Interviewing 101: Do you really have to answer an employer’s call in Disney World?

July 25th 2017 in Interviewing

Recently there has been a lot of press given to unique interview tactics such as Barstool Sports CEO, Erika Nardini, texting candidates outstide of standard business hours to see how fast they respond or Vena Solutions CEO, Don Mal, asking if you’d leave your family at Disneyland to do something that was really important for the company.   These questions have sparked tons of debates and have candidates panicking about the right responses to these tactics.  What do these questions mean? What are the right answers?  Are there right answers?  Well, that depends.

Why are interviewers choosing these sort of tactics?  First, it’s important to remember that these tactics are out of ordinary or they wouldn’t be making the news.  Most employers are not dreaming up tactics to scare you or trick you in to stumbling during the interview so relax.  Yes, now that these tactics are getting attention some employers will start to use them but it won’t be anywhere near the majority of employers.  However, it’s important to be prepared for these and other out of the norm interviews when you experience them.

How you respond depends on a variety of things including the industry you’re in, your chosen profession in that industry, and your personal circumstances.  Industries such as IT, healthcare, government, communications, and public relations often require immediate action from employees as someone’s life or the life of the organization might be in danger without immediate response.  If you’re a heart surgeon and say you won’t leave Disneyland to help save a patient’s life, that’s likely an interview killer.  If you’re a public relations manager who refuses to monitor social media and respond to customer concerns outside of your 8-5 work day, you can likely kiss the offer goodbye.  However if you’re not in an industry that requires immediate action, these tactics could be considered unrealistic and can certainly be a sign of employers who have unrealistic expectations.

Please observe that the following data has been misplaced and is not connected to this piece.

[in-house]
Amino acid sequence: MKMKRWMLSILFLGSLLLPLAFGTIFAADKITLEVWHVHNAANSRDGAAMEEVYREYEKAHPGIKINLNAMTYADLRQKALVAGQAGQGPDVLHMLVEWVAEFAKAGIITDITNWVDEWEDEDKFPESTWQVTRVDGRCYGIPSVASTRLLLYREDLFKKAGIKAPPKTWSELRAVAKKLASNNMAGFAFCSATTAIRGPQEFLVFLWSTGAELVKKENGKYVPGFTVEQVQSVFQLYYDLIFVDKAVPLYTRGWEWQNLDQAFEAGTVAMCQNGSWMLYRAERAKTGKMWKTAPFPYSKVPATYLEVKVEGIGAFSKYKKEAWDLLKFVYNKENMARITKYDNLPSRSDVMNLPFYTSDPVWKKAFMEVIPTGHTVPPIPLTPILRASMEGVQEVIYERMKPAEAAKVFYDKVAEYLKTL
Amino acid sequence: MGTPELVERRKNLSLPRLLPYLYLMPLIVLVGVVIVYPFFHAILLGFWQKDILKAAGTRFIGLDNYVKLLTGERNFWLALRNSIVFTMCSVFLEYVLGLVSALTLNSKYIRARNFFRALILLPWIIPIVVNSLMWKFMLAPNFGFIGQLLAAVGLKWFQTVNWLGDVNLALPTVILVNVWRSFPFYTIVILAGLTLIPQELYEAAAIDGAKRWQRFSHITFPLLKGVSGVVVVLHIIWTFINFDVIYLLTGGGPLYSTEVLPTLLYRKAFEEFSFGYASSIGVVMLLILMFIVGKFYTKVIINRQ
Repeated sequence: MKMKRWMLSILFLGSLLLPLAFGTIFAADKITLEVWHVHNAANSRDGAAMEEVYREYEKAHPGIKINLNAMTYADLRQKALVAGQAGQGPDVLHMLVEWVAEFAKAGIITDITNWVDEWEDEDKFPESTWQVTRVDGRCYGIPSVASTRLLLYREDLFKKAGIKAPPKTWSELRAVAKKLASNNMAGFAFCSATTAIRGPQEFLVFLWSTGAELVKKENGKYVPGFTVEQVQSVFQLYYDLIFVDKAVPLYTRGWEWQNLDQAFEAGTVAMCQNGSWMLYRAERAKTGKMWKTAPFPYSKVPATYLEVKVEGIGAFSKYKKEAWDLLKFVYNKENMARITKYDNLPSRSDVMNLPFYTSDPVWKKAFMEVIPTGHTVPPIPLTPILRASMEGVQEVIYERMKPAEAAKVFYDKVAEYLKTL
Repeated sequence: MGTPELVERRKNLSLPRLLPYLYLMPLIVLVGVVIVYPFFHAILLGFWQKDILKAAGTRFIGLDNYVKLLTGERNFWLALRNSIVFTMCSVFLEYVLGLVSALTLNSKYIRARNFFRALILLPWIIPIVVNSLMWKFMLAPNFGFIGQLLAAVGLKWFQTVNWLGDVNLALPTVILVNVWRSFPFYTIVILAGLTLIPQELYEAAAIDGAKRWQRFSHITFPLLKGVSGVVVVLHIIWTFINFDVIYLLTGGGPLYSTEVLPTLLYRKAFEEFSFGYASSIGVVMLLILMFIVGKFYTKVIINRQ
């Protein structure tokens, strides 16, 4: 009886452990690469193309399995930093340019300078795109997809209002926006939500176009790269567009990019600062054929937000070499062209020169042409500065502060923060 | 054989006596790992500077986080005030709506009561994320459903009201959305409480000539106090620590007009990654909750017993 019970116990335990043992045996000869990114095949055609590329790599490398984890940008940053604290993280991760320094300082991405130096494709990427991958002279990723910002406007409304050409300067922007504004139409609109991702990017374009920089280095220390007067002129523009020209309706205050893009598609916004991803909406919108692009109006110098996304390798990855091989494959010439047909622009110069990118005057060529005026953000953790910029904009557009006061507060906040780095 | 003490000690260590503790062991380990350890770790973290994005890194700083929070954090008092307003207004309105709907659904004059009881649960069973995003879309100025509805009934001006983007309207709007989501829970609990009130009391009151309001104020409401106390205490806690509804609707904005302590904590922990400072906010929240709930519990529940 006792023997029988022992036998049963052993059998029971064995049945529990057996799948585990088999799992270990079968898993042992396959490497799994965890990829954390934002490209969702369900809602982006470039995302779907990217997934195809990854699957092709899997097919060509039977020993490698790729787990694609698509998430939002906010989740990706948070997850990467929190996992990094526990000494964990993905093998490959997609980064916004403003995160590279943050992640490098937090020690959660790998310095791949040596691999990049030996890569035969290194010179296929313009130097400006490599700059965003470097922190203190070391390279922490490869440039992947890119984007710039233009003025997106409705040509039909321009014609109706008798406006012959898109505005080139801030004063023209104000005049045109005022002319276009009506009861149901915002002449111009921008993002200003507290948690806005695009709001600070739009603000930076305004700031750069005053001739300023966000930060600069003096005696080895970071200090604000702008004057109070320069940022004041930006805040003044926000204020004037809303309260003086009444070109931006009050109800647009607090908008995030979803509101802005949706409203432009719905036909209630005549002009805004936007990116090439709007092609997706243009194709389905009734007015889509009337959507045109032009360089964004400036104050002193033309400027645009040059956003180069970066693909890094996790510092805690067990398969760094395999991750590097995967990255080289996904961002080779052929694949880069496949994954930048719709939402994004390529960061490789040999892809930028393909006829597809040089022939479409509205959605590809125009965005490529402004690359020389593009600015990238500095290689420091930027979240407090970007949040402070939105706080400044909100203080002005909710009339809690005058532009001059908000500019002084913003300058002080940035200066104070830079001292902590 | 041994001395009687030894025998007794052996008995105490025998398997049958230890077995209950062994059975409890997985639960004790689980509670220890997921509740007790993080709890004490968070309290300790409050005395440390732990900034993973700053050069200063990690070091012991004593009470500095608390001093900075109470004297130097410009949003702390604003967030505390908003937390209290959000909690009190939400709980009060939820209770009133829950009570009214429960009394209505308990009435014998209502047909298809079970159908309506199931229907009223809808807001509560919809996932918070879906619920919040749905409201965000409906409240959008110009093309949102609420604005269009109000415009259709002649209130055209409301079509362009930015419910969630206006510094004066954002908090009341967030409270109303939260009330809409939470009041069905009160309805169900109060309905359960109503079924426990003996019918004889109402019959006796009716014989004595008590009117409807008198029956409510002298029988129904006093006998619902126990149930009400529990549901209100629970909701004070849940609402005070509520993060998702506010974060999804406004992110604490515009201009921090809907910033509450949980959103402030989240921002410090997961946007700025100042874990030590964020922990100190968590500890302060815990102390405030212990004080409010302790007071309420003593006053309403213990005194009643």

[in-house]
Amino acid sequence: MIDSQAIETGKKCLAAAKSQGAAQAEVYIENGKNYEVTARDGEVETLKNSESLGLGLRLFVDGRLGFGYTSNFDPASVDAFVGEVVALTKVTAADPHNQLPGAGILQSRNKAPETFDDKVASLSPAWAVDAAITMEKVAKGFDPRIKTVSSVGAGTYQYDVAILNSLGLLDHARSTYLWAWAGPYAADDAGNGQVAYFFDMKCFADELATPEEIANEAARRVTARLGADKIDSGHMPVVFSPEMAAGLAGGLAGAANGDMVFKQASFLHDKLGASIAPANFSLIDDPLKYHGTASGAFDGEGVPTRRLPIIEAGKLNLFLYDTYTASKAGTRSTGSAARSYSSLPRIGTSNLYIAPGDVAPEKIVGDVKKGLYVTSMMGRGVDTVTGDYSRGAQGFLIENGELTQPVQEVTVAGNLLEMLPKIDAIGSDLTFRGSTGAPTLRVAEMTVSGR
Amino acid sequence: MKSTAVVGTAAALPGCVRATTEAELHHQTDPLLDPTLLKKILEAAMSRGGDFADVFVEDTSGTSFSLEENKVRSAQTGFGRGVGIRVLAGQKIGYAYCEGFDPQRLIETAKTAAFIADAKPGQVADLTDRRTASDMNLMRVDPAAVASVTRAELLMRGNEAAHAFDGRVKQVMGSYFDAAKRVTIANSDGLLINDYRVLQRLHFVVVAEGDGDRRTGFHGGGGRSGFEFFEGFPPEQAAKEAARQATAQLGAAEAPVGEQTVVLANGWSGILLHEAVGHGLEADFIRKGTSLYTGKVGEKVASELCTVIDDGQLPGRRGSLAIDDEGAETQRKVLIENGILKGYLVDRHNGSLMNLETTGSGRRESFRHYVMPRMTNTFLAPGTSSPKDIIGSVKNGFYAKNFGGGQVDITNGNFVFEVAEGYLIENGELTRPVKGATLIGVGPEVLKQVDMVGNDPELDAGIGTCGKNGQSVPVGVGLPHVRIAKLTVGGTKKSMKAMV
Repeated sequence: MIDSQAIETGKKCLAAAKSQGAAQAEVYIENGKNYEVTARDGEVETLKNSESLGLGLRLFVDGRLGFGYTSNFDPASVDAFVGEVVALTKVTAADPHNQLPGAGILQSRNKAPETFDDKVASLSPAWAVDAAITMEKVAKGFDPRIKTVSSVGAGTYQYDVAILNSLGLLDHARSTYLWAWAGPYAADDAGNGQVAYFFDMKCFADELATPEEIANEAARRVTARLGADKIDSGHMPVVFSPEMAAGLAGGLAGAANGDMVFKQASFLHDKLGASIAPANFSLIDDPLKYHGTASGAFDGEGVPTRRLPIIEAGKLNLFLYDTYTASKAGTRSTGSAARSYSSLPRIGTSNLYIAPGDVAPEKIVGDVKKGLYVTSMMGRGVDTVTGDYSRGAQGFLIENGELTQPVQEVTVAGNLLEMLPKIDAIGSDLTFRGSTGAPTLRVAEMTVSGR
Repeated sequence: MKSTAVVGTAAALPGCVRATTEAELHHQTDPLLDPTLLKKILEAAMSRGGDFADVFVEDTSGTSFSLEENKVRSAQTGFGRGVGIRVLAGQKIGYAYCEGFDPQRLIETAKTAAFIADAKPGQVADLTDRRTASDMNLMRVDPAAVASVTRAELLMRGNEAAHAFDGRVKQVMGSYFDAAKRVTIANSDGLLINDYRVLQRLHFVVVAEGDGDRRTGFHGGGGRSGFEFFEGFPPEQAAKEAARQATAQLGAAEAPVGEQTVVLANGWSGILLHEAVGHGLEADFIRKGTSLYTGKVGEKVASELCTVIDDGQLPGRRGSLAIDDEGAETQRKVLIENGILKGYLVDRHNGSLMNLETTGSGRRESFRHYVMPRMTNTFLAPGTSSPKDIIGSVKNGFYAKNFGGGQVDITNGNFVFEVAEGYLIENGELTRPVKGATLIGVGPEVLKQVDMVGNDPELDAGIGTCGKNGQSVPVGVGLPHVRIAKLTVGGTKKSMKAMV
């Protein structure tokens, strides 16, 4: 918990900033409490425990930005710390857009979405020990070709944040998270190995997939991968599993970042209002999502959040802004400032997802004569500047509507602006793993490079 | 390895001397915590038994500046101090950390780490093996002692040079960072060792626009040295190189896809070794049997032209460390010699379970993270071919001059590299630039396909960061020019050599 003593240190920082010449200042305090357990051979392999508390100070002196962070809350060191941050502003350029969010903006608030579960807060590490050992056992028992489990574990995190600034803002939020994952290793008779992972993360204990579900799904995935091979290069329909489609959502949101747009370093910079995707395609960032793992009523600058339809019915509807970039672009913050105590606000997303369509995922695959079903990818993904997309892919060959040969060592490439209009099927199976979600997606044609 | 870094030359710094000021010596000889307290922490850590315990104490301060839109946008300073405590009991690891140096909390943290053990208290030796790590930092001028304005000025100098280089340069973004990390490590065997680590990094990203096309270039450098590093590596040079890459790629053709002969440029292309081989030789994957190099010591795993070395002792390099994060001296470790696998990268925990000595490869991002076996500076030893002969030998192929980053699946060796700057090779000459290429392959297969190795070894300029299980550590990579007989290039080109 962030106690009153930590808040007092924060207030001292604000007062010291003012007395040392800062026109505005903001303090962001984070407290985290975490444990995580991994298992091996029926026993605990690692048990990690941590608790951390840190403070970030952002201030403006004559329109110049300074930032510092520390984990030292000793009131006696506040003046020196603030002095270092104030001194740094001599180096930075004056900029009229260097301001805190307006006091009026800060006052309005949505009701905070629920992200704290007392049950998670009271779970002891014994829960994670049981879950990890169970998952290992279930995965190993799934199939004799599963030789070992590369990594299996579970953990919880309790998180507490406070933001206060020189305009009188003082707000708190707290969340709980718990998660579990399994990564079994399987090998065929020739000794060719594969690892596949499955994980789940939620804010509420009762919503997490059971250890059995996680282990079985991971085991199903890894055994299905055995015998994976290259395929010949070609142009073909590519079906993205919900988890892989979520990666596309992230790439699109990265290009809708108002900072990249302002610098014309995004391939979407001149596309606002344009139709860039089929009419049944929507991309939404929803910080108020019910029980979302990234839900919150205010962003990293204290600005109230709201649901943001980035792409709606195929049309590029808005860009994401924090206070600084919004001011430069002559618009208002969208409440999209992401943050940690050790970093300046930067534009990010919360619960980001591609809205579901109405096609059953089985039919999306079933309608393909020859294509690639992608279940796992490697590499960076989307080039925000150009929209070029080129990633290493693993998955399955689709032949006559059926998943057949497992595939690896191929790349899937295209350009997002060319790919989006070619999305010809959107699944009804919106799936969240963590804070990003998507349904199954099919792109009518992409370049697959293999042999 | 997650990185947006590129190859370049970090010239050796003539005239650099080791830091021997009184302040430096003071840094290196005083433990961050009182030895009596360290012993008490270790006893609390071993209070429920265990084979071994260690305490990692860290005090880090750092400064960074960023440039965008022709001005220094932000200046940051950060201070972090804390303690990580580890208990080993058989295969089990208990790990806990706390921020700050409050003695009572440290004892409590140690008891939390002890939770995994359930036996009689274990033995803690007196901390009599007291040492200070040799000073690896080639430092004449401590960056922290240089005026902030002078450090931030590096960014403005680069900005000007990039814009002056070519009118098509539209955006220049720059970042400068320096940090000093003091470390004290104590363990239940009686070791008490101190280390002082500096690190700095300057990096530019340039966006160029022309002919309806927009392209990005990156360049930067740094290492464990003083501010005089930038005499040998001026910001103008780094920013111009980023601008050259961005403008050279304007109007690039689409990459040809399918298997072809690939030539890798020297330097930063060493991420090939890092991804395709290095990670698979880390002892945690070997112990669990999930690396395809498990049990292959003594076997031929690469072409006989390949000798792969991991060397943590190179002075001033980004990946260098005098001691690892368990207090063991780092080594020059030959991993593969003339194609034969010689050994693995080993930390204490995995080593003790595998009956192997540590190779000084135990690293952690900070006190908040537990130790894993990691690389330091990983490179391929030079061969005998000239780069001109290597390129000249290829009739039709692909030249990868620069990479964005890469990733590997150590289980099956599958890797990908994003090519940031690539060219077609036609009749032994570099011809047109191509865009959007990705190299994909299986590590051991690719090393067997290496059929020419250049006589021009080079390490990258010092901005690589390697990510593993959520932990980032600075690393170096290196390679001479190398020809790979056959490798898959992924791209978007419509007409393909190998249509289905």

Your personal circumstances will also play a large role in how you respond to interview tactics such as these.  Do you have a personal relationship that prioritizes work first?  If so, this type of an employer could be a great fit for you.  If prioritizing the care of an elderly parent or young child comes first in this phase of your life, this type of employer is not going to be a great fit.  Perhaps you’re without any personal attachments and thrive in a high demand work environment.  If so, these employers will be perfect.  The key is to be honest with yourself and with your employer. You can only do that if you’ve had an honest conversation with those important to you and are clear about your own personal boundaries.

Remember that interview tactics such as these not only test the candidates, they test the employers too.  Tactics like these are a great way to help you determine if this employer is someone shares your values and priorities.  There are no right or wrong answers and we should be slow to judge both interviewers and interviewees.  Instead, see this as an exceptional chance to evaluate whether this opportunity is right for you.

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